I was thinking of a deeper problem that’s related to this. We hear a lot of talk about the class differences between the banking and auto bailouts. What that reveals is that there’s no sense of common destiny between different parts of the country. It’s true that working people need a functioning banking system, but it’s also true that bankers need a functioning manufacturing system. The banks have long operated as if the capital they play with has no relation to anything made in the real world. So when they’re in trouble, most Americans don’t care because the financial world is so apparently irrelevant to most of us. And the bankers don’t care about the rest of us because our fate is not clearly intertwined with theirs.
What we need is a new social compact that explicitly links us to a common fate. The first thing we do is index all executive salaries to the lowest wages in society. No executive should make more than X times the lowest employee of the company or any of its subcontractors and outsourcers. What’s more, executives as a class should get bonuses only in years where other workers as a class get proportional bonuses. As for capital, whenever government bails out private industry it should get common shares that in the long run are held 50/50 by workers and the public at large. That means that a fully “nationalized” company would be 1/3 private management, 1/3 workers, and 1/3 public control. Everyone would have a stake. Regardless of whether there is public control, companies should be required to give stock to employees above and beyond a liveable salary proportional to executive stock bonuses using the same X:1 ratio used for income.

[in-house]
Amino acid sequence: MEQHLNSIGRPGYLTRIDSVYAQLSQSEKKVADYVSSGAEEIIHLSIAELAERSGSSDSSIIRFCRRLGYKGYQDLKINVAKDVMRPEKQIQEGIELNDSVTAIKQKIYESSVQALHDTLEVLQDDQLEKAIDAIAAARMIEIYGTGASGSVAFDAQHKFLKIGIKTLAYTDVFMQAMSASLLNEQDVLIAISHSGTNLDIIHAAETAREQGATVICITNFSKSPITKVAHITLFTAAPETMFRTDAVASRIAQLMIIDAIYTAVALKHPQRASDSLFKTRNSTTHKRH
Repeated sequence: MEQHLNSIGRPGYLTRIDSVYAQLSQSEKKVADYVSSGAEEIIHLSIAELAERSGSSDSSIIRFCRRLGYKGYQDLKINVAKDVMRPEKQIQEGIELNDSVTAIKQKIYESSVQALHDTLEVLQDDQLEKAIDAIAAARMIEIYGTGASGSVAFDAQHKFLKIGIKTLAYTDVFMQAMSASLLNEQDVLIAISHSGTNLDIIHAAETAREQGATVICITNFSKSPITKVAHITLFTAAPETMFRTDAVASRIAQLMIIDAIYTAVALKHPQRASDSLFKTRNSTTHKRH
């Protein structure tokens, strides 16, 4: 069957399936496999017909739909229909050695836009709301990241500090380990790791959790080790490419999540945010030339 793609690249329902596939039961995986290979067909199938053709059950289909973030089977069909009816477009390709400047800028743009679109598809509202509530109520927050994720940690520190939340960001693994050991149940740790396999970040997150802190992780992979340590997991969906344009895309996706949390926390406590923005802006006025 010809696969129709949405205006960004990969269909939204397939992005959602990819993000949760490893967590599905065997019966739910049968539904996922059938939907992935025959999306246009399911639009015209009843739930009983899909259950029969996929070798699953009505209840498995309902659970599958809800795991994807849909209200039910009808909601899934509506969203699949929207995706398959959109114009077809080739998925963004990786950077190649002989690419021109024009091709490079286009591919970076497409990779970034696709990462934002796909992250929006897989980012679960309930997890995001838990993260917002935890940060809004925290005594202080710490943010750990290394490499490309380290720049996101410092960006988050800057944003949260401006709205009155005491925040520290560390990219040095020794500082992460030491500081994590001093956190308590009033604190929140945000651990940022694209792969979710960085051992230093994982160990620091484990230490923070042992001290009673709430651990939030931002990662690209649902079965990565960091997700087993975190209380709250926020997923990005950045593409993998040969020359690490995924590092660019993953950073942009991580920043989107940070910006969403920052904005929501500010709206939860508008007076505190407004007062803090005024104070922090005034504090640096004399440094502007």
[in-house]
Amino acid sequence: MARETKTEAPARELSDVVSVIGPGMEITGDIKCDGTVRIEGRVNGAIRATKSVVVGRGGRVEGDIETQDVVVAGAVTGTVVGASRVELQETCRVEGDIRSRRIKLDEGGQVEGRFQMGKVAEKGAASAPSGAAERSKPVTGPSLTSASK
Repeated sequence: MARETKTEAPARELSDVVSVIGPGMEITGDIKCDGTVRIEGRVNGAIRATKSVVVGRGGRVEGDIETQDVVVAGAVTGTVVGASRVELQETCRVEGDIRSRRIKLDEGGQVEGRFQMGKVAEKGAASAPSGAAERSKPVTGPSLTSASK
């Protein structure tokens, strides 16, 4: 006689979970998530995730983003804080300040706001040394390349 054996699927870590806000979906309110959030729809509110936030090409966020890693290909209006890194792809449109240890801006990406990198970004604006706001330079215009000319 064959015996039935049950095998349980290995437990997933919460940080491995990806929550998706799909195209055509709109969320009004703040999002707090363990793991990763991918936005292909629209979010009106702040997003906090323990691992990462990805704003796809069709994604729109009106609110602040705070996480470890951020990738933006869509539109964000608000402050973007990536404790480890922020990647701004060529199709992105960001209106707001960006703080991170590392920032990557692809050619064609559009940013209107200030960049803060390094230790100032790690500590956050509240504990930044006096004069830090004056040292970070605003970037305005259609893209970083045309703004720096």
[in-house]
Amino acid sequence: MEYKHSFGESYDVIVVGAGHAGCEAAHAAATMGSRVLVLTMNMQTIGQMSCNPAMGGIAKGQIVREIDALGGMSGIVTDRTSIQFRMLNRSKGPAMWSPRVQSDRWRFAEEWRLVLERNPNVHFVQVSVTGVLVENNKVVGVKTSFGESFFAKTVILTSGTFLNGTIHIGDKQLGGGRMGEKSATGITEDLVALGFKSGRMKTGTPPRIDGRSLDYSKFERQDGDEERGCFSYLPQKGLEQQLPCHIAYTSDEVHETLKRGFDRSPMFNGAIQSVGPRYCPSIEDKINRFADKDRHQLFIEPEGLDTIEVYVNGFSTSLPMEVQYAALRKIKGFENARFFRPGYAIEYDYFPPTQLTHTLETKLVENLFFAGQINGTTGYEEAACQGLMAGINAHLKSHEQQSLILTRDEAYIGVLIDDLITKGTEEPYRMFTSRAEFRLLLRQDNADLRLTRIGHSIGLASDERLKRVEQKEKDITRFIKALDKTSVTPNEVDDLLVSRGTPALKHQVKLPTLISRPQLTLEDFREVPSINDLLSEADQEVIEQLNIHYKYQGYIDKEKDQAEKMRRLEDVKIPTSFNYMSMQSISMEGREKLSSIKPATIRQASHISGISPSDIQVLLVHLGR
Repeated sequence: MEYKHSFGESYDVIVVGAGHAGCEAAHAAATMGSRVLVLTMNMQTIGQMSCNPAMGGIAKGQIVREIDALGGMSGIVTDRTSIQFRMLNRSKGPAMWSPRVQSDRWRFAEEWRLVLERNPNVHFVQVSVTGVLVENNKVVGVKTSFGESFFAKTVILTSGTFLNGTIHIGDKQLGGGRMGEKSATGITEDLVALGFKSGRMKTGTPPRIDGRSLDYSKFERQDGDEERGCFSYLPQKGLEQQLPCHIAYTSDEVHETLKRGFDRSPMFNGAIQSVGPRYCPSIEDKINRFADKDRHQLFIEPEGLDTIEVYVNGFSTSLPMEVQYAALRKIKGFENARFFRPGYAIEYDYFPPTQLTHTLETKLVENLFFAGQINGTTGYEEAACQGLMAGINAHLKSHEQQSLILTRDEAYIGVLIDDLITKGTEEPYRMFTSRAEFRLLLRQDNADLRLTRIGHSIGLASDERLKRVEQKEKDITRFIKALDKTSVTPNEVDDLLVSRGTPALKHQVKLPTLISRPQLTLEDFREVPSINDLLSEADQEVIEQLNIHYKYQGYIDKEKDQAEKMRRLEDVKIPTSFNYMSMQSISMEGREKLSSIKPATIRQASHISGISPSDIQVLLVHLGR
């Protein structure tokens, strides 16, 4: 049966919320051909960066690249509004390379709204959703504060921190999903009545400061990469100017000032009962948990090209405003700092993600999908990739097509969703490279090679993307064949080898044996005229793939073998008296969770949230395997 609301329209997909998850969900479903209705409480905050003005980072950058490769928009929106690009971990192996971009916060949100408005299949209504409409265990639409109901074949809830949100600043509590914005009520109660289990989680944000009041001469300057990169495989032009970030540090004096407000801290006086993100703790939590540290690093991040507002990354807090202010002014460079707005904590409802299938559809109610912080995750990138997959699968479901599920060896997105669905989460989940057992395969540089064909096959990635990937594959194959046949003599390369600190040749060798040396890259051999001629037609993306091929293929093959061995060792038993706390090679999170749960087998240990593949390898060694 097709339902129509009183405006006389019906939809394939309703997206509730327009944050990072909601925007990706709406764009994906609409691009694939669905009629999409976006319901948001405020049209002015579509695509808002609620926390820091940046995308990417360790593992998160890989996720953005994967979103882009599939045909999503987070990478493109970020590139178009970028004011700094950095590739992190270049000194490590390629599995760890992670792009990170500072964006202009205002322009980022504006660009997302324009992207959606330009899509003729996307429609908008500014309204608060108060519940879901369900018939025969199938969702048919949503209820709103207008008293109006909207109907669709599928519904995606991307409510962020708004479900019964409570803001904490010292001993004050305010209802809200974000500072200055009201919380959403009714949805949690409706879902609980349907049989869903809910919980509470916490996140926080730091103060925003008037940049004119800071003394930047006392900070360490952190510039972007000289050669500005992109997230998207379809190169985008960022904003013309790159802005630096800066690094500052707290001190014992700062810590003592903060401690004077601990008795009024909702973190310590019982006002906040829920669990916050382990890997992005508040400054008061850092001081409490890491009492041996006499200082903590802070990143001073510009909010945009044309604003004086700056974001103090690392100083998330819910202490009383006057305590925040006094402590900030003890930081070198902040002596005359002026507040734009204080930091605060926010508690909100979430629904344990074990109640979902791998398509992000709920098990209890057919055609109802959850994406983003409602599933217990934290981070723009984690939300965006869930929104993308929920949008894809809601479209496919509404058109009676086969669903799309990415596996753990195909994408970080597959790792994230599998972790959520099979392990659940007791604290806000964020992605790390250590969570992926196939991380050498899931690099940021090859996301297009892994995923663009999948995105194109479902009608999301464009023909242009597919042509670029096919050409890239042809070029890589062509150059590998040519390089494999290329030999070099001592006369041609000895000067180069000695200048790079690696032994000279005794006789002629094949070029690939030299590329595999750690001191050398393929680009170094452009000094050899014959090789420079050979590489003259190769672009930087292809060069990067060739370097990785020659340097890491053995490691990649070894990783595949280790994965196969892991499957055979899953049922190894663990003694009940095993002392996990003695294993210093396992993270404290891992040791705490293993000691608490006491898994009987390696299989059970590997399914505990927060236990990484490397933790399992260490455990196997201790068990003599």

With this arrangement, profits would go to everyone in profitable years. Losses would be shared. No one would get a bonus or bailout without everyone getting a bonus or a bailout. We would have a common interest, and there wouldn’t be fully isolated classes living in different conceptual worlds.
What’s good for GM should be what’s good for its workers, and what’s good for America. And what’s good for workers should be good for GM and America. And what’s good for the country should be what’s good for its workers and companies like GM.
This would also lead to a reconsideration of reforms such as single-payer health insurance. We’re all in this together, so we should all have access to quality health care instead of creating a two or three-tier system that in th end fails almost everybody.
Monday, 15 December, 2008